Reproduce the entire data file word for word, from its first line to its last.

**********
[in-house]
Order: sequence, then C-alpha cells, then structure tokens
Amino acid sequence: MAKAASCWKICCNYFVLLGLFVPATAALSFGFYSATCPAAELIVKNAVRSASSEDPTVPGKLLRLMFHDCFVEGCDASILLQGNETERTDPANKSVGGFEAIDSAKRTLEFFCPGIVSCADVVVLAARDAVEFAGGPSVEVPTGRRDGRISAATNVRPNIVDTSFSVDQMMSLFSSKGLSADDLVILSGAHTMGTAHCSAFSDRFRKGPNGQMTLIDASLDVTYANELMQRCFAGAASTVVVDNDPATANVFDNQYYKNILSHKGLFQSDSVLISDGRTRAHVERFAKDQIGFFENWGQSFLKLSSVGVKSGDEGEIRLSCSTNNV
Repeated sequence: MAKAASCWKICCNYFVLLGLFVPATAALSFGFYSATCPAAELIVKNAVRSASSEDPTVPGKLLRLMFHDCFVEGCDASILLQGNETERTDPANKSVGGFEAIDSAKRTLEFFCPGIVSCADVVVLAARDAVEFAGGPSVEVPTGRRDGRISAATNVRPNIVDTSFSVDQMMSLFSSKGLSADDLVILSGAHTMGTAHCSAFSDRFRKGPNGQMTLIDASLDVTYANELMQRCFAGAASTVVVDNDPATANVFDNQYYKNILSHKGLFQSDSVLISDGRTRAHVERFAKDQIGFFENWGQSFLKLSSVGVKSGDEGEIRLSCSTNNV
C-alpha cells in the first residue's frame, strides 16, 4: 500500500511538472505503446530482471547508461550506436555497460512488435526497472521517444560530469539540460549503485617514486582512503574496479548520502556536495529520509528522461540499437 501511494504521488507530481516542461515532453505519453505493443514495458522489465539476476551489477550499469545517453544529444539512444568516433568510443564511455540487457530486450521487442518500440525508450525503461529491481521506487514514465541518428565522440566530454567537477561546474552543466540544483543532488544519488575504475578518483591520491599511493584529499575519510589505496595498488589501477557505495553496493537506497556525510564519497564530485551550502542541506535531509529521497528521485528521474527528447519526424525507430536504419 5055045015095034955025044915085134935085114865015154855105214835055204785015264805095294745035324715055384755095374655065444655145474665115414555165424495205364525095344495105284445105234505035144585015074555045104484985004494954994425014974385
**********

[in-house]
Order: sequence, then C-alpha cells, then structure tokens
Amino acid sequence: MAKAASCWKICCNYFVLLGLFVPATAALSFGFYSATCPAAELIVKNAVRSASSEDPTVPGKLLRLMFHDCFVEGCDASILLQGNETERTDPANKSVGGFEAIDSAKRTLEFFCPGIVSCADVVVLAARDAVEFAGGPSVEVPTGRRDGRISAATNVRPNIVDTSFSVDQMMSLFSSKGLSADDLVILSGAHTMGTAHCSAFSDRFRKGPNGQMTLIDASLDVTYANELMQRCFAGAASTVVVDNDPATANVFDNQYYKNILSHKGLFQSDSVLISDGRTRAHVERFAKDQIGFFENWGQSFLKLSSVGVKSGDEGEIRLSCSTNNV
Repeated sequence: MAKAASCWKICCNYFVLLGLFVPATAALSFGFYSATCPAAELIVKNAVRSASSEDPTVPGKLLRLMFHDCFVEGCDASILLQGNETERTDPANKSVGGFEAIDSAKRTLEFFCPGIVSCADVVVLAARDAVEFAGGPSVEVPTGRRDGRISAATNVRPNIVDTSFSVDQMMSLFSSKGLSADDLVILSGAHTMGTAHCSAFSDRFRKGPNGQMTLIDASLDVTYANELMQRCFAGAASTVVVDNDPATANVFDNQYYKNILSHKGLFQSDSVLISDGRTRAHVERFAKDQIGFFENWGQSFLKLSSVGVKSGDEGEIRLSCSTNNV
C-alpha cells in the first residue's frame, strides 16, 4: 500500500511538472505503446530482471547508461550506436555497460512488435526497472521517444560530469539540460549503485617514486582512503574496479548520502556536495529520509528522461540499437 501511494504521488507530481516542461515532453505519453505493443514495458522489465539476476551489477550499469545517453544529444539512444568516433568510443564511455540487457530486450521487442518500440525508450525503461529491481521506487514514465541518428565522440566530454567537477561546474552543466540544483543532488544519488575504475578518483591520491599511493584529499575519510589505496595498488589501477557505495553496493537506497556525510564519497564530485551550502542541506535531509529521497528521485528521474527528447519526424525507430536504419 5055045015095034955025044915085134935085114865015154855105214835055204785015264805095294745035324715055384755095374655065444655145474665115414555165424495205364525095344495105284445105234505035144585015074555045104484985004494954994425014974385